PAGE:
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Plant physiologist Daniel Bush

New Research Explains Signaling System for Plant Nutrients

By Linda McGraw
March 10, 1999

New discoveries about how plants distribute nutrients internally could lead someday to crops that are more nutritious, can produce higher yields or overcome environmental challenges, Agricultural Research Service scientists report.

Just like animals have a signaling system between the brain and the stomach to tell them when to stop or start eating, plants also have a special signaling system that regulates nutrient distribution.

The “signaler” in the system is sucrose, the major form of sugar transported in the plant’s vascular system. The plant responds to sucrose’s signal by increasing or decreasing nutrient flow to roots, seeds, and storage organs--known as “sink” tissues.

These tissues are called “sinks” because they import sugars and amino acids to support plant growth and development, according to ARS plant physiologist Daniel R. Bush. Bush works in the ARS Photosynthesis Research Unit at Urbana, Illinois. ARS is the chief scientific research agency of the USDA.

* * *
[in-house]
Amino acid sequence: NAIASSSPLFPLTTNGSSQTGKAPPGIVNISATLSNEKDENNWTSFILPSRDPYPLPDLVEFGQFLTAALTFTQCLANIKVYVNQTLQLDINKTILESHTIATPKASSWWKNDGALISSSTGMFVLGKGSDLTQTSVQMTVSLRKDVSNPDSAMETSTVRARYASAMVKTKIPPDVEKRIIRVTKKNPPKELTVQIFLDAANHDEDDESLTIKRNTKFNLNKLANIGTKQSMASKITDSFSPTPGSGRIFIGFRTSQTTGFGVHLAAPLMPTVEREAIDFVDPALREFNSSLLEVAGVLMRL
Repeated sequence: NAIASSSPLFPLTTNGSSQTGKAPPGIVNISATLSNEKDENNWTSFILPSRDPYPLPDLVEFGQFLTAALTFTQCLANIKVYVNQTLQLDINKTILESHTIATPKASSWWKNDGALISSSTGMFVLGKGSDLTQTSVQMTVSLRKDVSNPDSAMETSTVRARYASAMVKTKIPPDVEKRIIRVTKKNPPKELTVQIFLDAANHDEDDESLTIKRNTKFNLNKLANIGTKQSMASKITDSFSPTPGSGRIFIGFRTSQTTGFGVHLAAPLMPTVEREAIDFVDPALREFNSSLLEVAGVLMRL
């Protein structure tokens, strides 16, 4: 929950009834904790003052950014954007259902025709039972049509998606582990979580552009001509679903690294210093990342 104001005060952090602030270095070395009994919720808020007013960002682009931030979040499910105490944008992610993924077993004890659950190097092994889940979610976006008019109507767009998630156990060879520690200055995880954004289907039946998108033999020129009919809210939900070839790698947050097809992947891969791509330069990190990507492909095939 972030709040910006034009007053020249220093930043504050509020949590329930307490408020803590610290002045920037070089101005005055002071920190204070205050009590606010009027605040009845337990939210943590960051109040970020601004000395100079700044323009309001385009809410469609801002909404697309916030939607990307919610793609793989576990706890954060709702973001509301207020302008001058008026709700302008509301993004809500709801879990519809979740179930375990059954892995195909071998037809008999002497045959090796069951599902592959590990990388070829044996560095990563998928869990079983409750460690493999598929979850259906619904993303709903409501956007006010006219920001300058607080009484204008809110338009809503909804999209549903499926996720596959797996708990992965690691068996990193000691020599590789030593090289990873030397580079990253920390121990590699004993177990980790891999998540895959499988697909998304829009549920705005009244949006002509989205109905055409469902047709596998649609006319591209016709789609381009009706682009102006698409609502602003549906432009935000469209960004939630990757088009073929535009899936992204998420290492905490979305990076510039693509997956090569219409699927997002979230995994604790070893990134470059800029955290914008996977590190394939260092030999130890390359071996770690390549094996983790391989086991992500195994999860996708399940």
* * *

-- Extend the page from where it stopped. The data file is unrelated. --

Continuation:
When sucrose exits plant leaves, it flows through elongated structures called phloem cells, which lie end to end, forming a continuous conduit in the plant’s vascular system. A specialized sucrose transport protein loads the sugar into the phloem. Inside the phloem cells, the concentration of sucrose is 100 times greater than that outside. This attracts water into the cells.

The release of sucrose into “sink” tissues causes the water to leave the phloem cells, creating a hydraulic pressure difference between the leaf and the sink phloem that drives long-distance nutrient transport. This is similar to the pressure-driven flow of blood pumped through the human body.

A story about this research is in the March issue of Agricultural Research magazine, which can be found on the World Wide Web at


Scientific contact: Daniel R. Bush, ARS Photosynthesis Research Unit, Urbana, Ill., phone (217) 333-6109, fax (217) 244-4419,